Digitally printed bodies
Some of the current medical applications of 3D printing were being demonstrated by Stratasys, a company based in Eden Prairie, Minnesota. Yet according to its Product Manager Ben Klein, the possibilities go much further. “We call this additive manufacturing – where we build up a structure – whereas traditional subtractive manufacturing starts with the tooling and so has high start-up costs,” he explained. “We have two manufacturing techniques, one called FDM, which uses thermoplastics, such as polycarbonates, for hard, long-lasting parts, and most commonly has applications in the automobile and aerospace industries. The second is Polyjet, which allows us to use materials that are more like tissue. This is inkjet-based and allows us to build up multi-coloured visual models – all under digital control.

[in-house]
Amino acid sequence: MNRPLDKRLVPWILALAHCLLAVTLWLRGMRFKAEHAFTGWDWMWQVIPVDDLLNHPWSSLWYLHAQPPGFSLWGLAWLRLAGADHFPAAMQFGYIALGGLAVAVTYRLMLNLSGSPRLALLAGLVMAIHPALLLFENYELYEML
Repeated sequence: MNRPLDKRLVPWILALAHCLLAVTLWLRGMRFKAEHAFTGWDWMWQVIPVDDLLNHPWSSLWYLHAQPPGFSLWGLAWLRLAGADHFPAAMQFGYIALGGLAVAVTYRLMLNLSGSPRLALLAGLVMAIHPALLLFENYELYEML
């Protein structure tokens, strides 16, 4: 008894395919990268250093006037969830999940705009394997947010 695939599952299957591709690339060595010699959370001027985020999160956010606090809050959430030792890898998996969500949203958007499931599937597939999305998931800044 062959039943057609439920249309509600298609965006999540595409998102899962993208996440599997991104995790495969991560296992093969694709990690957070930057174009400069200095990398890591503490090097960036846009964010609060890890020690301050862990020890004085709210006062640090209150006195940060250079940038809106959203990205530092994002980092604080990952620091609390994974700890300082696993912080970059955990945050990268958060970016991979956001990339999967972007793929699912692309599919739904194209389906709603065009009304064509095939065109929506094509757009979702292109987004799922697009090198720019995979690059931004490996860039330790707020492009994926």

“These textured, coloured models are being used for medical-device training, and for surgical training – students can practice on realistic models with the feel of the real thing. But in some cases, we are moving towards materials and models that can be used for pre-clinical testing by those who are developing medical devices.”
Mr Klein demonstrated a model of the arteries and veins around the brain, which is being used to train surgeons on the extraction of blood clots. “To create a model like this using silicone would cost three times as much,” he said.